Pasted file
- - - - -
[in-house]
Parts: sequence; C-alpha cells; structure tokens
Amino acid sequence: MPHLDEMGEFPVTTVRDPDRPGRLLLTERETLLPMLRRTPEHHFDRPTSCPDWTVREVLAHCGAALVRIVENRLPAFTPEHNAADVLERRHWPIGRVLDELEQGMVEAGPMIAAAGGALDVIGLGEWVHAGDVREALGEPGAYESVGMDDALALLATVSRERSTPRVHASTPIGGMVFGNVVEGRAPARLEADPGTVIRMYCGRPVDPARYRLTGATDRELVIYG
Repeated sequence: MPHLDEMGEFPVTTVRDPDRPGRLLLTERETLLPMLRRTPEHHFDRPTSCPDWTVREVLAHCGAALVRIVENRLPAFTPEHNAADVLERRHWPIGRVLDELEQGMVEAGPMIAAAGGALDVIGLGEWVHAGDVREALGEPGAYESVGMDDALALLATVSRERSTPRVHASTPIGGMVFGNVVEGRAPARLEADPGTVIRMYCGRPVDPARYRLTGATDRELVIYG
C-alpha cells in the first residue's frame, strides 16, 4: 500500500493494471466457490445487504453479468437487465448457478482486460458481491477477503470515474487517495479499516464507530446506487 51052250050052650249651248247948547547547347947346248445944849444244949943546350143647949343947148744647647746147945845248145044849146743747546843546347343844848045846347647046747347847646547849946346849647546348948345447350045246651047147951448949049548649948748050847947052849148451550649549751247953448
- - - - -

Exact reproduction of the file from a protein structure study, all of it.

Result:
[in-house]
Parts: sequence; C-alpha cells; structure tokens
Amino acid sequence: MPHLDEMGEFPVTTVRDPDRPGRLLLTERETLLPMLRRTPEHHFDRPTSCPDWTVREVLAHCGAALVRIVENRLPAFTPEHNAADVLERRHWPIGRVLDELEQGMVEAGPMIAAAGGALDVIGLGEWVHAGDVREALGEPGAYESVGMDDALALLATVSRERSTPRVHASTPIGGMVFGNVVEGRAPARLEADPGTVIRMYCGRPVDPARYRLTGATDRELVIYG
Repeated sequence: MPHLDEMGEFPVTTVRDPDRPGRLLLTERETLLPMLRRTPEHHFDRPTSCPDWTVREVLAHCGAALVRIVENRLPAFTPEHNAADVLERRHWPIGRVLDELEQGMVEAGPMIAAAGGALDVIGLGEWVHAGDVREALGEPGAYESVGMDDALALLATVSRERSTPRVHASTPIGGMVFGNVVEGRAPARLEADPGTVIRMYCGRPVDPARYRLTGATDRELVIYG
C-alpha cells in the first residue's frame, strides 16, 4: 500500500493494471466457490445487504453479468437487465448457478482486460458481491477477503470515474487517495479499516464507530446506487 51052250050052650249651248247948547547547347947346248445944849444244949943546350143647949343947148744647647746147945845248145044849146743747546843546347343844848045846347647046747347847646547849946346849647546348948345447350045246651047147951448949049548649948748050847947052849148451550649549751247953448